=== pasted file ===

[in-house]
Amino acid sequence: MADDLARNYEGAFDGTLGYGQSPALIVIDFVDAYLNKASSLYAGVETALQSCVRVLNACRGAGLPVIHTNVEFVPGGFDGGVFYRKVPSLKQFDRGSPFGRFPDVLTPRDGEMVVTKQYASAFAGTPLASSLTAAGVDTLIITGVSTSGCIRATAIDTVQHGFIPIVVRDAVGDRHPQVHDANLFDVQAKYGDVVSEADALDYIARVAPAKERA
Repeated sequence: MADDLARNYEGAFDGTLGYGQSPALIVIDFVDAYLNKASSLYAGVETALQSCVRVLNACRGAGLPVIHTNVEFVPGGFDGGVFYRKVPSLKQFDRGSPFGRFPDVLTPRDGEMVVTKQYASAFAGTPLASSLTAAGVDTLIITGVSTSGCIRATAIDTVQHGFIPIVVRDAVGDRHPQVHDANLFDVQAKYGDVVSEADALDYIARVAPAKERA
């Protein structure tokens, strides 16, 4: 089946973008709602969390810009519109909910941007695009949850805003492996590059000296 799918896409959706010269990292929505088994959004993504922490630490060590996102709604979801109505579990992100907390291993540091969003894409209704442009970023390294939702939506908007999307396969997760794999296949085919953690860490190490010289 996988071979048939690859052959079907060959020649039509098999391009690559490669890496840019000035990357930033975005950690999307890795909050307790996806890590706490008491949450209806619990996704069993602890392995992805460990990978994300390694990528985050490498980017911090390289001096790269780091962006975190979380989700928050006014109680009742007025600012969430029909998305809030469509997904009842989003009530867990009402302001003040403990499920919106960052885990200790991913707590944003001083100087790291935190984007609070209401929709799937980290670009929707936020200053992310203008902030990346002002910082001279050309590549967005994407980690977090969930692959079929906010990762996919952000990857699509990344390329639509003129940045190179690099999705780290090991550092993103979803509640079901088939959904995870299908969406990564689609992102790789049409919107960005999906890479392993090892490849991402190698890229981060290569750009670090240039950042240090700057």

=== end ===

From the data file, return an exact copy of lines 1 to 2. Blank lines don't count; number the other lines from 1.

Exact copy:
[in-house]
Amino acid sequence: MADDLARNYEGAFDGTLGYGQSPALIVIDFVDAYLNKASSLYAGVETALQSCVRVLNACRGAGLPVIHTNVEFVPGGFDGGVFYRKVPSLKQFDRGSPFGRFPDVLTPRDGEMVVTKQYASAFAGTPLASSLTAAGVDTLIITGVSTSGCIRATAIDTVQHGFIPIVVRDAVGDRHPQVHDANLFDVQAKYGDVVSEADALDYIARVAPAKERA